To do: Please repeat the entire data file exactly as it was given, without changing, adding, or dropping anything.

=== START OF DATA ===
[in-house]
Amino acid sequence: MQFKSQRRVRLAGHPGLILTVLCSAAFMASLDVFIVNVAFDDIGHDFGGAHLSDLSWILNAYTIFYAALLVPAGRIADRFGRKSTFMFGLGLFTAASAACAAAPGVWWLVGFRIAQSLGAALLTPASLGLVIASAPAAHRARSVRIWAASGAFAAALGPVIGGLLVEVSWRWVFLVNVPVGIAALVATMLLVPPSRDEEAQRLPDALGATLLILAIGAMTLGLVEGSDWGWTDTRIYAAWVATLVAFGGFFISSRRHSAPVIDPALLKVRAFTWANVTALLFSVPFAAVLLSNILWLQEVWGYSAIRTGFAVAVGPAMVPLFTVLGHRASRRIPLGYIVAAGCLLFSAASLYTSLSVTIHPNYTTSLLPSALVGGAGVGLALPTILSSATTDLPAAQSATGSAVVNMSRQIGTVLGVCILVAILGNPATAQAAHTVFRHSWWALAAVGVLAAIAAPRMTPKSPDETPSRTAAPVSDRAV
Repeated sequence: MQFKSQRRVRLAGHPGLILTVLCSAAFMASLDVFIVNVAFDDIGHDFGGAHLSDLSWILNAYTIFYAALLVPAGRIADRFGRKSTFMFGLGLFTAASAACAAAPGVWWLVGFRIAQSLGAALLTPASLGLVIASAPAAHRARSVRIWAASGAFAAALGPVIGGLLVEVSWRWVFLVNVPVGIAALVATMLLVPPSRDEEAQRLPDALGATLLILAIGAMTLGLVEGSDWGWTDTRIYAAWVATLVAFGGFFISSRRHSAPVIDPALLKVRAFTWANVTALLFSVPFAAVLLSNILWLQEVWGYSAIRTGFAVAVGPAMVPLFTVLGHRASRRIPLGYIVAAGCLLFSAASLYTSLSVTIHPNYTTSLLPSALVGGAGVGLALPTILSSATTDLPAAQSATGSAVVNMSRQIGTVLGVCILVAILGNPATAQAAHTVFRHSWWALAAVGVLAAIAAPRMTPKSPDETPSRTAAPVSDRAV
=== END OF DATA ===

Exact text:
[in-house]
Amino acid sequence: MQFKSQRRVRLAGHPGLILTVLCSAAFMASLDVFIVNVAFDDIGHDFGGAHLSDLSWILNAYTIFYAALLVPAGRIADRFGRKSTFMFGLGLFTAASAACAAAPGVWWLVGFRIAQSLGAALLTPASLGLVIASAPAAHRARSVRIWAASGAFAAALGPVIGGLLVEVSWRWVFLVNVPVGIAALVATMLLVPPSRDEEAQRLPDALGATLLILAIGAMTLGLVEGSDWGWTDTRIYAAWVATLVAFGGFFISSRRHSAPVIDPALLKVRAFTWANVTALLFSVPFAAVLLSNILWLQEVWGYSAIRTGFAVAVGPAMVPLFTVLGHRASRRIPLGYIVAAGCLLFSAASLYTSLSVTIHPNYTTSLLPSALVGGAGVGLALPTILSSATTDLPAAQSATGSAVVNMSRQIGTVLGVCILVAILGNPATAQAAHTVFRHSWWALAAVGVLAAIAAPRMTPKSPDETPSRTAAPVSDRAV
Repeated sequence: MQFKSQRRVRLAGHPGLILTVLCSAAFMASLDVFIVNVAFDDIGHDFGGAHLSDLSWILNAYTIFYAALLVPAGRIADRFGRKSTFMFGLGLFTAASAACAAAPGVWWLVGFRIAQSLGAALLTPASLGLVIASAPAAHRARSVRIWAASGAFAAALGPVIGGLLVEVSWRWVFLVNVPVGIAALVATMLLVPPSRDEEAQRLPDALGATLLILAIGAMTLGLVEGSDWGWTDTRIYAAWVATLVAFGGFFISSRRHSAPVIDPALLKVRAFTWANVTALLFSVPFAAVLLSNILWLQEVWGYSAIRTGFAVAVGPAMVPLFTVLGHRASRRIPLGYIVAAGCLLFSAASLYTSLSVTIHPNYTTSLLPSALVGGAGVGLALPTILSSATTDLPAAQSATGSAVVNMSRQIGTVLGVCILVAILGNPATAQAAHTVFRHSWWALAAVGVLAAIAAPRMTPKSPDETPSRTAAPVSDRAV